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Album review: Tom Odell - Jubilee Road


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Ivor Novello winner Tom Odell has shown that he can churn out breakup piano-anthems, particularly in his debut album, Long Way Down. The long-awaited Jubilee Road is endowed with soft chords, soothing backing vocals and relationships as the focus, yet Odell allows himself to venture into the upbeat, too.

Jubilee Road is a valiant celebration of sadness. Odell’s impassioned voice fails, particularly over high notes, to contain its emotions as he wobbles and wails with perfectly imperfect pitch. ‘You’re Gonna Break My Heart Tonight’ and ‘Half As Good As You’ revel and lament in raw feelings, wrapped up in tender piano chords. ‘Half As Good As You’ opens with “I’m sick to death of eating breakfast on my own”, an obvious nod to the song’s subject matter. The collaboration with Alice Merton is pleasantly surprising, as her range glides up with considerably more ease.

‘You’re Gonna Break My Heart Tonight’ is an ironically romantic serenade, given its title, bursting into a cliché saxophone solo; Odell opens himself up to the romanticised notion of vulnerability. Additionally, ‘Queen of Diamonds’ dances in bittersweet memory, the luck of drawing the Queen of Diamonds, “you remember all the love she carried with her, like a bitter cheap champagne” summoning Fleetwood Mac-esque minor harmonies and delicate notes on top of its block piano chords.

The uplifting contrasts in the album, both lyrically and sonically, are ultimately undercut by the foreboding heartbreak - ‘Go Tell Her Now’ is abundant with staccato acoustic strums and drum machine beat, a song about optimistically following an impulse; “You may never know how she’s feeling”. Perhaps, however, this is the album’s message: we should let ourselves be vulnerable because to feel love we need to feel hurt too. This notion is embodied in upbeat piano ballad ‘If You Wanna Love Somebody’, with Odell becoming romantically disposable because of the incessant need to feel loved after being hurt, “If you wanna love somebody, I’m your guy”.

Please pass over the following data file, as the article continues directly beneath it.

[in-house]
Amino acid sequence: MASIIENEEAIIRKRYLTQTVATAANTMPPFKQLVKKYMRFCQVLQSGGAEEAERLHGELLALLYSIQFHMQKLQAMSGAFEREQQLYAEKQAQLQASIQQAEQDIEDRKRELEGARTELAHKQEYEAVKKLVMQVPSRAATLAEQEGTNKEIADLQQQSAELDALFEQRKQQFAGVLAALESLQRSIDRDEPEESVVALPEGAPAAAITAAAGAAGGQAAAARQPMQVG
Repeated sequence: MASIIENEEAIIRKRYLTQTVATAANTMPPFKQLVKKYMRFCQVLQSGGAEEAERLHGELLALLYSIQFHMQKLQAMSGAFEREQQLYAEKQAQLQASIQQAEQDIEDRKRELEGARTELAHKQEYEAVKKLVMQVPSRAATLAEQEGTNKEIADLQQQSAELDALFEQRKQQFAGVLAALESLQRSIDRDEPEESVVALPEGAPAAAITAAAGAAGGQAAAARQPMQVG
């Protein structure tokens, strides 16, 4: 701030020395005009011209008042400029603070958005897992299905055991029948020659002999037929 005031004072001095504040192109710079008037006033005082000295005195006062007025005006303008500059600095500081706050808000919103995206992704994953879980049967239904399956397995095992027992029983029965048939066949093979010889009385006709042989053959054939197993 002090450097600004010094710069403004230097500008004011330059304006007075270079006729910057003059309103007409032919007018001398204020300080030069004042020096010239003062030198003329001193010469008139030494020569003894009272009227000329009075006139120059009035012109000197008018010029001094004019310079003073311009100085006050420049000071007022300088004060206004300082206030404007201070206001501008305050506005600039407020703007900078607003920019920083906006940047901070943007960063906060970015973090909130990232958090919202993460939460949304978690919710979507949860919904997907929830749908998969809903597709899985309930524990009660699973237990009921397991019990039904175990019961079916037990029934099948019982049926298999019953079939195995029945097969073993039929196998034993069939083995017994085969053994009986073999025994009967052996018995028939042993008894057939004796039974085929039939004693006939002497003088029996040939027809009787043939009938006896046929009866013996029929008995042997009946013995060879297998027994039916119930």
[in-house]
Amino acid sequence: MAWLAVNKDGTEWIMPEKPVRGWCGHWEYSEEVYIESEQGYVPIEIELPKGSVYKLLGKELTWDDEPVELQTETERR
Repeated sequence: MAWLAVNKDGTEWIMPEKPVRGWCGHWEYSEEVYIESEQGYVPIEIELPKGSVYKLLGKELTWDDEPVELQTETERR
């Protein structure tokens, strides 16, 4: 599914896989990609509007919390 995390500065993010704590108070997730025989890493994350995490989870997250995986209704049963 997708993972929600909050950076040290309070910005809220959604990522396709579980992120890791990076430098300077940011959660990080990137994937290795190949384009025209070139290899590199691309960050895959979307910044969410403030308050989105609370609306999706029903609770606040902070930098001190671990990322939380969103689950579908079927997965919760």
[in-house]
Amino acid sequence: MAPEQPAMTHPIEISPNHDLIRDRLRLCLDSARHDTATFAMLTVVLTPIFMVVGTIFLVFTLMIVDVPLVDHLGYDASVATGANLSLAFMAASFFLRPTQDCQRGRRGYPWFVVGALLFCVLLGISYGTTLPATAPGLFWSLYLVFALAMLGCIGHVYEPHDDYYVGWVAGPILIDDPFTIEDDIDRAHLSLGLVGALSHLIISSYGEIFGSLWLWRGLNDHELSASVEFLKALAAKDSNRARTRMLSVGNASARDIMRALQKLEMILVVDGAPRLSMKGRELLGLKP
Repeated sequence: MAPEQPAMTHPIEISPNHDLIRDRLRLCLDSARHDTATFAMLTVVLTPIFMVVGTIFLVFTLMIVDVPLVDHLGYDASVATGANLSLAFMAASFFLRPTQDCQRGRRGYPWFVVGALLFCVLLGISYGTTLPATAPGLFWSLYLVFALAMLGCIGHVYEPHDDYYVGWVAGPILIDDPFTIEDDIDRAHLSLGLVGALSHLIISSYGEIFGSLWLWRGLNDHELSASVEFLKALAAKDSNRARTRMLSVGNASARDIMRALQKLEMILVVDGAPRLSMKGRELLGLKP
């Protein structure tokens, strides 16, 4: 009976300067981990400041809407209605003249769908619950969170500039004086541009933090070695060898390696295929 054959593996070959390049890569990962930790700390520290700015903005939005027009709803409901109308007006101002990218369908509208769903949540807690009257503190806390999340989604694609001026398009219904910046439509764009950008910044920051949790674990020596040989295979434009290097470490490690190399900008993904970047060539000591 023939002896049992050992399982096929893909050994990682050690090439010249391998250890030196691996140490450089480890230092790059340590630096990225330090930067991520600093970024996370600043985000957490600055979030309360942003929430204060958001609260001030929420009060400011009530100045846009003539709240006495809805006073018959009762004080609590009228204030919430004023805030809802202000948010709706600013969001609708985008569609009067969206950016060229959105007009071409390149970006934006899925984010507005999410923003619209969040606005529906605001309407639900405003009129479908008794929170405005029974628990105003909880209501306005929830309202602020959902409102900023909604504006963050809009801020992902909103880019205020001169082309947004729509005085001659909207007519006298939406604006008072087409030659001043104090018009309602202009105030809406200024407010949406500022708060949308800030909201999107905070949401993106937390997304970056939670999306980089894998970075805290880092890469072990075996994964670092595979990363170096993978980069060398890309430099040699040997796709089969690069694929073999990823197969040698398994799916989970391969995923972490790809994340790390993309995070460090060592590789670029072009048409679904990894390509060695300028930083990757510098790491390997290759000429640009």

Jubilee Road also immerses itself in successful genre experimentation, as a reflection of the mood exuded by its lyricism. ‘Don’t Belong In Hollywood’ has an almost jazzy feel, with its emphasised vocal downbeats and elevated 80s style gated drum solos. Its lyrics cleverly mirror each other; from “You don’t belong in Hollywood” to “I don’t belong in Hollywood”, to become a song about wrongly trying to outgrow each other. The theatrical feel to the song personifies a forced identity - the needless metaphorical glamour of Hollywood.

Moreover, Elton John’s influence is clearly woven into the album’s DNA, both ‘China Dolls’ and ‘Son Of An Only Child’ feature gritty saxophone solos, piano runs and distorted electric guitar riffs. ‘China Dolls’ is an infectious jazz-pop ballad, “don’t be so hard on yourself” at its lyrical core, accepting that you are not at fault for those who hurt you, “Some may treat you so damn cold like china dolls / Look at their devil eyes”.

It is, however, the album’s opening and closing songs that give meaning to its individual parts. The album’s title song, ‘Jubilee Road’ is a beautiful ode to home in which people come and go but the place remains saturated in nostalgic warmth. Its touching lyrics, particularly about a widowed old man, “I think tomorrow night I will knock on his door and hear about his life”, connects it to the last track, ‘Wedding Day’.

Another piano ballad, 'Wedding Day' oozes bittersweet happiness for someone who has moved on, tinged with a detached sense of regret: “I’ll save the best one for the second dance / If you want to dance with me by chance”. ‘Wedding Day’, in particular, ties all the songs together with contingent meaning in relation to each other; we should always act on romantic impulses, and embrace hurt as it pales in significance to the regret of not fighting for love.

Jubilee Road is a masterpiece in emotional song-writing; Odell sings authentically about his experience. Though an intensive listen at times, his voice complements his style, particularly his piano ballads that he has become acclaimed for.

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